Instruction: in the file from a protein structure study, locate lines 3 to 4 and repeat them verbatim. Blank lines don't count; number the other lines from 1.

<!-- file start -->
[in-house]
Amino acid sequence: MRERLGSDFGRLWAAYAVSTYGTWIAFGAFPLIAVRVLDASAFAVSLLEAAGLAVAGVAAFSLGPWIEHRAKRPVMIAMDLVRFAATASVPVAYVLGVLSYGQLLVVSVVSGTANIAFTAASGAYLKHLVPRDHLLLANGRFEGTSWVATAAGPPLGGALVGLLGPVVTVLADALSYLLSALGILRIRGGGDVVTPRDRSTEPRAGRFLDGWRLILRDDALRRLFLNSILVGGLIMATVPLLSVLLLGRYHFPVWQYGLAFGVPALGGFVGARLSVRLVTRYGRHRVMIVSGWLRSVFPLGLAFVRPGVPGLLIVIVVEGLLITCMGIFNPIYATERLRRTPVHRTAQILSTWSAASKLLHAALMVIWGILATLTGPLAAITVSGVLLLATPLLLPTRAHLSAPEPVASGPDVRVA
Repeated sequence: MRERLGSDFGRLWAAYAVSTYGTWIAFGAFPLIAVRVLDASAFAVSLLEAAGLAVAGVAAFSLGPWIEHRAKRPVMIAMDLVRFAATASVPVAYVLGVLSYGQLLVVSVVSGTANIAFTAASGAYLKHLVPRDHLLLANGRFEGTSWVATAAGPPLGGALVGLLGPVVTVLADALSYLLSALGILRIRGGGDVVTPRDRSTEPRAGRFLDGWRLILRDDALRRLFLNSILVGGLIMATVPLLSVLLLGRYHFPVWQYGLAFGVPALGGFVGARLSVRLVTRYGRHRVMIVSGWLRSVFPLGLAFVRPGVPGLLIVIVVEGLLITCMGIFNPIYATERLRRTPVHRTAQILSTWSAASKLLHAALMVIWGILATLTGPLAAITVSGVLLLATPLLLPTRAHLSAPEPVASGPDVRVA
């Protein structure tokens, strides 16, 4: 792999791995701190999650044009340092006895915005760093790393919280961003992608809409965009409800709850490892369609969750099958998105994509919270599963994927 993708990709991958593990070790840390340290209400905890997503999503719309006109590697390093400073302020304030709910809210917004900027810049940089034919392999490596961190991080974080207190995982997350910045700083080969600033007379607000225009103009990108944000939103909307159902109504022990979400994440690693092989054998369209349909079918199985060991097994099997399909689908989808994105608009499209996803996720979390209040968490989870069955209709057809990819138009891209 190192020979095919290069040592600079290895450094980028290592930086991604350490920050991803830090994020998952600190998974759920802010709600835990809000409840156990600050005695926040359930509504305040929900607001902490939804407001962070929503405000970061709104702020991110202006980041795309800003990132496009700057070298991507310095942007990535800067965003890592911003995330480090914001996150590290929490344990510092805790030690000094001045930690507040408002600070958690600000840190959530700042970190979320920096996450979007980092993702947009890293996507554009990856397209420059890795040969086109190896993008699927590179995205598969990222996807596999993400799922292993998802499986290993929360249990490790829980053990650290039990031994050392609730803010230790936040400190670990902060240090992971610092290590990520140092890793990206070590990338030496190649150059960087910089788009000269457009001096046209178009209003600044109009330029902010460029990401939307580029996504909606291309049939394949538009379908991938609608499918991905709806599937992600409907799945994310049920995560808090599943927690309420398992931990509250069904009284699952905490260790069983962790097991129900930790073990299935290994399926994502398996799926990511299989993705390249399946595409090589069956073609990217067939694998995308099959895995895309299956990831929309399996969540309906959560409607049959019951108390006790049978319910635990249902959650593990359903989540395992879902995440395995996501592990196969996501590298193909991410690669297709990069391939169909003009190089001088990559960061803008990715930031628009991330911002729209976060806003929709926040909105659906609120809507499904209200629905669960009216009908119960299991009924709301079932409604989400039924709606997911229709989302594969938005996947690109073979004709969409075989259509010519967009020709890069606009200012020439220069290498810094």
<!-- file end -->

Repeated sequence: MRERLGSDFGRLWAAYAVSTYGTWIAFGAFPLIAVRVLDASAFAVSLLEAAGLAVAGVAAFSLGPWIEHRAKRPVMIAMDLVRFAATASVPVAYVLGVLSYGQLLVVSVVSGTANIAFTAASGAYLKHLVPRDHLLLANGRFEGTSWVATAAGPPLGGALVGLLGPVVTVLADALSYLLSALGILRIRGGGDVVTPRDRSTEPRAGRFLDGWRLILRDDALRRLFLNSILVGGLIMATVPLLSVLLLGRYHFPVWQYGLAFGVPALGGFVGARLSVRLVTRYGRHRVMIVSGWLRSVFPLGLAFVRPGVPGLLIVIVVEGLLITCMGIFNPIYATERLRRTPVHRTAQILSTWSAASKLLHAALMVIWGILATLTGPLAAITVSGVLLLATPLLLPTRAHLSAPEPVASGPDVRVA
């Protein structure tokens, strides 16, 4: 792999791995701190999650044009340092006895915005760093790393919280961003992608809409965009409800709850490892369609969750099958998105994509919270599963994927 993708990709991958593990070790840390340290209400905890997503999503719309006109590697390093400073302020304030709910809210917004900027810049940089034919392999490596961190991080974080207190995982997350910045700083080969600033007379607000225009103009990108944000939103909307159902109504022990979400994440690693092989054998369209349909079918199985060991097994099997399909689908989808994105608009499209996803996720979390209040968490989870069955209709057809990819138009891209 190192020979095919290069040592600079290895450094980028290592930086991604350490920050991803830090994020998952600190998974759920802010709600835990809000409840156990600050005695926040359930509504305040929900607001902490939804407001962070929503405000970061709104702020991110202006980041795309800003990132496009700057070298991507310095942007990535800067965003890592911003995330480090914001996150590290929490344990510092805790030690000094001045930690507040408002600070958690600000840190959530700042970190979320920096996450979007980092993702947009890293996507554009990856397209420059890795040969086109190896993008699927590179995205598969990222996807596999993400799922292993998802499986290993929360249990490790829980053990650290039990031994050392609730803010230790936040400190670990902060240090992971610092290590990520140092890793990206070590990338030496190649150059960087910089788009000269457009001096046209178009209003600044109009330029902010460029990401939307580029996504909606291309049939394949538009379908991938609608499918991905709806599937992600409907799945994310049920995560808090599943927690309420398992931990509250069904009284699952905490260790069983962790097991129900930790073990299935290994399926994502398996799926990511299989993705390249399946595409090589069956073609990217067939694998995308099959895995895309299956990831929309399996969540309906959560409607049959019951108390006790049978319910635990249902959650593990359903989540395992879902995440395995996501592990196969996501590298193909991410690669297709990069391939169909003009190089001088990559960061803008990715930031628009991330911002729209976060806003929709926040909105659906609120809507499904209200629905669960009216009908119960299991009924709301079932409604989400039924709606997911229709989302594969938005996947690109073979004709969409075989259509010519967009020709890069606009200012020439220069290498810094």